Return to Rotherhithe

This morning, as I baked my pain au chocolat, I looked out of the window to see if there was any activity on the bird feeder – none at all, though perhaps because some fat little furball has been scoffing everything. What I did get to see however was a bizarre Mexican standoff between our neighbour’s cat and a cat I haven’t seen before. It went on for several minutes, such that even after the pain au chocolat came out of the oven and I had made two lattes they were still in exactly the same position. I did wonder if it was a prank involving taxidermied cats, but they showed just about enough sign of life to allay my fears.
 
 
 
We popped on the overground one stop to Rotherhithe, and on getting to the midpoint of the tunnel @potoft decided that it was an appropriate point to try rejigging her sock. After a brief scramble to refit her shoe, we emerged into the sun at Rotherhithe. Walking towards the river, we popped into the Brunel Museum, which I must say is one of the most disappointing museums I’ve visited (I’ve been to a pencil museum, I know what I’m talking about). For £3 you get to look around a gallery space the size of my lounge with some boards on the Thames Tunnel. Downstairs we watched a video on the life of IK Brunel which had the same background music to every schools programme I watched as a child. Unfortunately the video didn’t really say much about the Thames Tunnel, or even explain the respective involvement of Marc and Isambard, or on some occasions which Brunel they were talking about (not helped by the fact it didn’t treat matters chronologically).
 
On some dates you can visit the original shaft, but this didn’t seem to be an option today. I think getting to look in the shaft would make admission worthwhile, but I didn’t really learn anything, however, it is something ticked off the bucket list.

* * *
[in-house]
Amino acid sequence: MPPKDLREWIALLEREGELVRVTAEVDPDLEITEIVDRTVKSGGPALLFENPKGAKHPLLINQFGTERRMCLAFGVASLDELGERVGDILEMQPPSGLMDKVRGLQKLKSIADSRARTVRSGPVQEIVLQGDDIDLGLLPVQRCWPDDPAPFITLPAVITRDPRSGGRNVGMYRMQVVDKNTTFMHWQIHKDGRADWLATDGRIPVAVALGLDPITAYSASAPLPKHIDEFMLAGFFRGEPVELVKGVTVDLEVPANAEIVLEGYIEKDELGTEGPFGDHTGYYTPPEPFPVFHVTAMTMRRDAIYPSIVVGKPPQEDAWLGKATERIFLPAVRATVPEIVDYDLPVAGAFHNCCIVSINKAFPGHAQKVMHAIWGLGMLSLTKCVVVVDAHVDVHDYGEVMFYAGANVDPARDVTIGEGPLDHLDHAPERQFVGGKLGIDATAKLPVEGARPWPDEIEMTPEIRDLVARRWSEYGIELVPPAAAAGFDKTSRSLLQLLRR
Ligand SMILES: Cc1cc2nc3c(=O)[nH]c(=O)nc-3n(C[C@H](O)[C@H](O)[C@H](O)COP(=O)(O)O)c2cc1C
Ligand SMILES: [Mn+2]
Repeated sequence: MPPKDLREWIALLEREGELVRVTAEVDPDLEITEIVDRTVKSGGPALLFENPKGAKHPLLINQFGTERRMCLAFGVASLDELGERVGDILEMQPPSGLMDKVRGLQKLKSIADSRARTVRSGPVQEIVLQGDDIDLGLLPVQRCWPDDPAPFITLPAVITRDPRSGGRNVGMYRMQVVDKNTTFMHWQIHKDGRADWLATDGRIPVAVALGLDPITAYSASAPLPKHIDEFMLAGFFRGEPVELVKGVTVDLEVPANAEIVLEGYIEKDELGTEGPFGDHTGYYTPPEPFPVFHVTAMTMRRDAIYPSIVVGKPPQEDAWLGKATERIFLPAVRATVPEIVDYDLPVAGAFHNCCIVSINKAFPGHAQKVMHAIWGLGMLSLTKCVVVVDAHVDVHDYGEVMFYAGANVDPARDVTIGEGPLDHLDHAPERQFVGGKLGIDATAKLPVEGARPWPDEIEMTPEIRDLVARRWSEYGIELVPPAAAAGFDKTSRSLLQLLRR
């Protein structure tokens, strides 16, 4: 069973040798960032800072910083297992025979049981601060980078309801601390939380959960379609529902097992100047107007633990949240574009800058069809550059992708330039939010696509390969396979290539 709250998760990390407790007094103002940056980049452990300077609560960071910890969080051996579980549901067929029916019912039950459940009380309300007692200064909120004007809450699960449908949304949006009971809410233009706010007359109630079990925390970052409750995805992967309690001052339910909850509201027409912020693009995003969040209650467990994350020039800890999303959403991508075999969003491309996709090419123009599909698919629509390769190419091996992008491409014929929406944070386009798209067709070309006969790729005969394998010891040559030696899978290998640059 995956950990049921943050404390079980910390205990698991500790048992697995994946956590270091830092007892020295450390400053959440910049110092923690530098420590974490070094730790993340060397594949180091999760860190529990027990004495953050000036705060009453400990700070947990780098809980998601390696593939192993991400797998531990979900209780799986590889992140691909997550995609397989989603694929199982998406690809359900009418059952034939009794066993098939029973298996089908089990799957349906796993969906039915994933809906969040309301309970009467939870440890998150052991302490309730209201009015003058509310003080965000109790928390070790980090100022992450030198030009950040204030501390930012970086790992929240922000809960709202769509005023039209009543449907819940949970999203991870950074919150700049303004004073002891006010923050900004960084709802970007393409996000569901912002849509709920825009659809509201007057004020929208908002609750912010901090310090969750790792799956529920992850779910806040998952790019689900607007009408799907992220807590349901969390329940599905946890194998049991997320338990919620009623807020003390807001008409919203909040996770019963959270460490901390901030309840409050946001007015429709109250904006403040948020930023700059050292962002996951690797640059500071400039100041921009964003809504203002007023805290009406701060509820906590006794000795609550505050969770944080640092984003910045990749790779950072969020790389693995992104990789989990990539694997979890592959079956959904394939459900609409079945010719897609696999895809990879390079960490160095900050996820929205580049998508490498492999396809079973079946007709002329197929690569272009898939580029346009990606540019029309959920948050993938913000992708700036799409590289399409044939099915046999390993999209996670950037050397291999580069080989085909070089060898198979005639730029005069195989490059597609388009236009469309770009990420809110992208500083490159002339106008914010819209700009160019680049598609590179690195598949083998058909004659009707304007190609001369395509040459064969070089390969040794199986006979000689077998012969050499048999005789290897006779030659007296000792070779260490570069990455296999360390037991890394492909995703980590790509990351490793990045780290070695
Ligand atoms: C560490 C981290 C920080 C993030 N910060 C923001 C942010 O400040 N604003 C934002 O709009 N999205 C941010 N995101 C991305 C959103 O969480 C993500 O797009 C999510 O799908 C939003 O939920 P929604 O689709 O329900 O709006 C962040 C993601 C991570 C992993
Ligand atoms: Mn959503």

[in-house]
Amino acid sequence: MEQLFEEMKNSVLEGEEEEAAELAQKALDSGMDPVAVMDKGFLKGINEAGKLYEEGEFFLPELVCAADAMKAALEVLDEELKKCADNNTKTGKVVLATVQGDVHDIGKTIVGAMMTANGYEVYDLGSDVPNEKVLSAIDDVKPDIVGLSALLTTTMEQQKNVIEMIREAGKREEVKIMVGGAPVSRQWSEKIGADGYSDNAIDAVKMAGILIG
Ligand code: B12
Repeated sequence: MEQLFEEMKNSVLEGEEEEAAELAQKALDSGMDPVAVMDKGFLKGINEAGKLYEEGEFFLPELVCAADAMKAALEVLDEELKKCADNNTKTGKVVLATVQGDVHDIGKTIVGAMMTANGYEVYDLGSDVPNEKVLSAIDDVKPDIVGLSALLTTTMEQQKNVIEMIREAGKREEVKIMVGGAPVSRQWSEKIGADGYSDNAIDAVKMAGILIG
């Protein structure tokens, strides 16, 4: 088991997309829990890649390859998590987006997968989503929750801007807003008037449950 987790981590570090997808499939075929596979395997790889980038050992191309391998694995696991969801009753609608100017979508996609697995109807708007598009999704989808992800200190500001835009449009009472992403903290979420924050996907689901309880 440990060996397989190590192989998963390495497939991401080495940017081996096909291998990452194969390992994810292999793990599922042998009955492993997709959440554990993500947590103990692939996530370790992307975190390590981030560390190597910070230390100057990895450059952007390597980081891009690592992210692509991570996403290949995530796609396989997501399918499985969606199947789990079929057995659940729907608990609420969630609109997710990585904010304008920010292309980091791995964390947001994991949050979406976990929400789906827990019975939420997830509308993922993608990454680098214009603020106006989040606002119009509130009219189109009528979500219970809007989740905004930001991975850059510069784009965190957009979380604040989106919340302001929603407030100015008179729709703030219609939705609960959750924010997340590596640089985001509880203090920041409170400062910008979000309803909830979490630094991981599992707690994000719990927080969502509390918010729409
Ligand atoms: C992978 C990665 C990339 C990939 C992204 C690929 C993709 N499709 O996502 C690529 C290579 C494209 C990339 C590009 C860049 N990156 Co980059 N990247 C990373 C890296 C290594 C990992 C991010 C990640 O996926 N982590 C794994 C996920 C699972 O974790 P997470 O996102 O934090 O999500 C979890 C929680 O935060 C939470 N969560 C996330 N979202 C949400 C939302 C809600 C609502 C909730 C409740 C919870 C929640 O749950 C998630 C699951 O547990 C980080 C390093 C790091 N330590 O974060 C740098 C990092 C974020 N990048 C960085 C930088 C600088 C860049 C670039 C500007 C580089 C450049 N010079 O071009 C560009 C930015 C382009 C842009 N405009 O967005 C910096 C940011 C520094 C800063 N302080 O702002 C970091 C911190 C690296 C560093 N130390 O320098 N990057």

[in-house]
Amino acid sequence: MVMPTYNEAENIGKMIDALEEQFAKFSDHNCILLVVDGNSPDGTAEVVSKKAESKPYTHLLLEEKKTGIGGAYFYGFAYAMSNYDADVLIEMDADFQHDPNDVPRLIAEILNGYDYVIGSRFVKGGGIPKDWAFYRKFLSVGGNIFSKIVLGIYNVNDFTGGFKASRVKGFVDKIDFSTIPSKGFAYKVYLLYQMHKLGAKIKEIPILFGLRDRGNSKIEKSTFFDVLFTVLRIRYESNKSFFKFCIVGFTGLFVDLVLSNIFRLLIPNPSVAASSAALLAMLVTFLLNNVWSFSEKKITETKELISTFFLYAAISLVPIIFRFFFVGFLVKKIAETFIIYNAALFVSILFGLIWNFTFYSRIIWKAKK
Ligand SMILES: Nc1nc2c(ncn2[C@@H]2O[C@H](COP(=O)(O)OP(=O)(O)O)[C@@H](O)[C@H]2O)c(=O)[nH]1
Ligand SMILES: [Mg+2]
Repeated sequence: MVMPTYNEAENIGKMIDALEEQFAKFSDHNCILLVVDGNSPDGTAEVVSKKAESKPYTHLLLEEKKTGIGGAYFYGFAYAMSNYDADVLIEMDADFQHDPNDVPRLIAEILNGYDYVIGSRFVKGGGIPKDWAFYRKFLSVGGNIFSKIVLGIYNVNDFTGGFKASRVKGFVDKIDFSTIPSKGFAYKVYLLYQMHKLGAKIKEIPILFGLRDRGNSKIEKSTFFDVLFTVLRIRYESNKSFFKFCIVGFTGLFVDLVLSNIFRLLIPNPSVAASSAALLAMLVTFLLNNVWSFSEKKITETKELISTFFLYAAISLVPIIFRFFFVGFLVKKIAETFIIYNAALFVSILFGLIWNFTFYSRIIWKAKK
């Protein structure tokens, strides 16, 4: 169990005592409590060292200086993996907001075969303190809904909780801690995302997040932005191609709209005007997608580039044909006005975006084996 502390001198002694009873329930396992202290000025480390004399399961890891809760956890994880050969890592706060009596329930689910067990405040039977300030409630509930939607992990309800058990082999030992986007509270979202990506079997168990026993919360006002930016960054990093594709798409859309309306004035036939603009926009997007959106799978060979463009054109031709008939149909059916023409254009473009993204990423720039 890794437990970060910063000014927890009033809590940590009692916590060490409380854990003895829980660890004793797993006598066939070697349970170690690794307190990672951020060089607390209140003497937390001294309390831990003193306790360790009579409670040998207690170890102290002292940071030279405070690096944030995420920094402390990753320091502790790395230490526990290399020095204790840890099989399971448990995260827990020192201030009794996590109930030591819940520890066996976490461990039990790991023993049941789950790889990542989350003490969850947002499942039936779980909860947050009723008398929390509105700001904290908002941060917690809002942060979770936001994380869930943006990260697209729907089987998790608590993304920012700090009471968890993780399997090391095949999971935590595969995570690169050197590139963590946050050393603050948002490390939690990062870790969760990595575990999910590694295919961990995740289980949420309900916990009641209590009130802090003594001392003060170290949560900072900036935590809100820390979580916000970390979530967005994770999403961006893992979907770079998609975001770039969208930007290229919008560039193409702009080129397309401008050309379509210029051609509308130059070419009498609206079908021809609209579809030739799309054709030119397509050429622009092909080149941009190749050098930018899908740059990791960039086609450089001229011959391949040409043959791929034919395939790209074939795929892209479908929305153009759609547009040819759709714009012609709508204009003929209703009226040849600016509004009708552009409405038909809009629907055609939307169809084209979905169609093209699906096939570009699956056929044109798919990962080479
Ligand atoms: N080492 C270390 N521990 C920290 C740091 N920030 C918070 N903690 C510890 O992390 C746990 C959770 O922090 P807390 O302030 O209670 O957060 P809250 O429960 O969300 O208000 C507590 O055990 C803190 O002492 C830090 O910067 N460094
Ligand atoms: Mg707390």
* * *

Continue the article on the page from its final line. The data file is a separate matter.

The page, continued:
The one highlight were the card diaroma/stereoscopic viewers, one of which is artistically reproduced below.
 

The highlight really was a model of the Prince Albert rail bridge over the Tamar incorporated into a bench, and to see this you don’t even need to pay admission.

Next we pottered over to the Mayflower pub and had two halves of ‘Noble’s craft lager’. As someone who isn’t that keen on lager, whenever I see an independent brewery’s lager, I will try it (Korev by St Austell being an excellent example). It was quite enjoyable, with a tang reminiscent of some Belgian beers. Researching it when I returned home, I discovered it is actually a Greene King (though there’s no evidence of this on the pump clip) – probably the best Greene King beer I’ve tried. Though for context, my opinion of Greene King is such that if I had known it was a Greene King beer I wouldn’t have tried it, so clearly some marketing guru has some nouse.

The area around the Mayflower is very much like Wapping with some remaining warehouses, and the Mayflower is a particularly charming pub, which I intend to return to for the opportunity of having an 11 cheese English cheeseboard.

 
Sitting on the decking at the back of the Mayflower, we could sit and see the historic warehouses of Wapping that you don’t normally get to see and the multitude of boats going up and down the river.

Having drunk up, we followed the Thames Path East and came across this rather delightful bronze of one of the Pilgrim Fathers and a modern child (and status dog!). Any visitor from the New World can guarantee good luck by putting a token in the Pilgrim’s pocket.

Walking down to Surrey Water we had the treat of spotting some coots, and more importantly, some cootlings. One moorhen discovered how protective of their nests coots can be, as it was chased round and round a floating platform, before escaping to the safety of a fence. There were two nests, one still under construction, and it was nice to see the two prospective parents working together to build a nest, with the father fetching reeds and bits of straw and the mother arranging them into a nest.

The nest with the cootlings was a much more well proportioned affair and was almost entirely made out of natural materials and the youngsters seemed to be having fun in the water.

Dragging ourselves away, we walked up to Stave Hill and enjoyed the view from the top before walking on through Russia Dock Woodland where we spotted at least two herons.

Arriving at Greenland dock, where organic matter is in much shorter supply, we found one coot had built a nest of a much more impressive scale, but largely expanded by the use of plastic bags.

Also in the dock was what I think is a Great Crested Grebe, and in the bright sunlight we were able to watch diving through the water.

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